nothing pulls too tight. My throttle cables pulled up at the very
highest point of the frame raising and the outer sheath pulled up enuf
to expose the inside cable a little, but when reassembling it pops right
back into place. Just make sure the sheaths fit back down into the
cable adjuster on both sides.
You do have to remove both footpeg brackets, disconnect the rear master
brake cyl from the right footpeg bracket but leave the brake lines
intact. The brake mstr cyl pushrod will just fall out of the mstr cyl.
You have to remove the rear brake light switch from inside the brake pedal assembly.
Disconnect the hoses on the right side of the bike just behind the
battery, I leave the connectors in the front hose on one and the back
hose on the other so I know how they go back together.
Remove the fuel tank, unplug the electrical plug under the right rear of
the tank, uncouple the fuel quick disconnects. They're flimsy plastic
and will likely crumble. Get the brass QD's from beemer boneyard. Do
the same thing there - install them in reverse from one another so they
only go together the same way.
Put rags under the QD's to soak up the gas that will spill out. You do
NOT want that on your engine - permanent yellow stains that cannot be
The shift linkage disconnects at the pivots - there is a tiny wire clip
that goes thru a tiny hole in the ball socket. Pull that out, then the
socket comes apart. Put some moly lube in it before you reconnect it.
You can get by without undoing the swingarm from the trans, it's just
more difficult and awkward to handle. If you can rig a way to support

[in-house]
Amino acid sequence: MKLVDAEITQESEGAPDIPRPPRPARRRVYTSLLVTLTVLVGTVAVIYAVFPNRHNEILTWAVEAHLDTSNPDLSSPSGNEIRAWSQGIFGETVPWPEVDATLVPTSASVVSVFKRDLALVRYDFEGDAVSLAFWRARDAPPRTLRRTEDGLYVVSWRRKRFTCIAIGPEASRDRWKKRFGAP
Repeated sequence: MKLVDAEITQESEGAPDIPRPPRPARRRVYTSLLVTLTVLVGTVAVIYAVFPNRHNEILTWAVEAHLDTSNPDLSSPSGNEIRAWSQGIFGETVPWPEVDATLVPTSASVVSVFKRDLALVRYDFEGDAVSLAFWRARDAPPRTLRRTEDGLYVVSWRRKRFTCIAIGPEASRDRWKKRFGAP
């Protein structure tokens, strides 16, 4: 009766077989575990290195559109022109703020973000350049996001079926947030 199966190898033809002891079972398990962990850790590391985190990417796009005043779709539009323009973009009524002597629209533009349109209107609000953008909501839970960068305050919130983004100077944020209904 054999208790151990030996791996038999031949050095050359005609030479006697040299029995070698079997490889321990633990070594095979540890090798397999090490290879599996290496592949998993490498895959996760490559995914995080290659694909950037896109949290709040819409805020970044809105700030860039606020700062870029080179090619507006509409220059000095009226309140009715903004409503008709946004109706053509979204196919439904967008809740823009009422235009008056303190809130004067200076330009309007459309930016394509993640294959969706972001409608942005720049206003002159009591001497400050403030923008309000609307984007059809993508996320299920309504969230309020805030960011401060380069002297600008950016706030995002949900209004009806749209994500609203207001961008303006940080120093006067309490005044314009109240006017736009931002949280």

the trans from underneath (remove your exhaust), then you can manage by
just pulling the trans back maybe 8" or so without undoing anything on
the rear swingarm or driveshafts. Take your wheel off, remove your
rear caliper and the brake line & sensor wire supports from the
swingarm, and slide the whole mess back far enuf to get at the clutch.
Not easy, but easier than getting the swingarm pivots apart and back
together and the darn driveshaft snapped back onto the output shaft on
the rear of the trans.
Get a piece of light rope and tie your rear frame up to the handlebars
after you get it raised. You really got to push up hard on it to get it
high enuf. Secure the front wheel down so the bike doesn't tip
backward after you remove the rear wheel. On the roadster, we tie the H
pipe in the exhaust to the front wheel.
Take your battery out and remove the 2 little nuts under the battery.
They're the top part of the studs in the rubber cushions on the top
front of the trans. They'll be tough to get out of the battery box
holes when you pull the trans back, and tough to get back in when
reassembling. Just be patient. Having someone lift just a bit more on
frame while doing that helps.
Don't disconnect any of the clutch lines to the slave cyl at the rear
top of the trans. Just remove the 3 bolts holding the slave onto the
trans and pull it away from the trans. That way you don't have to bleed
the clutch, which can be a royal PITA. Check your slave cyl - the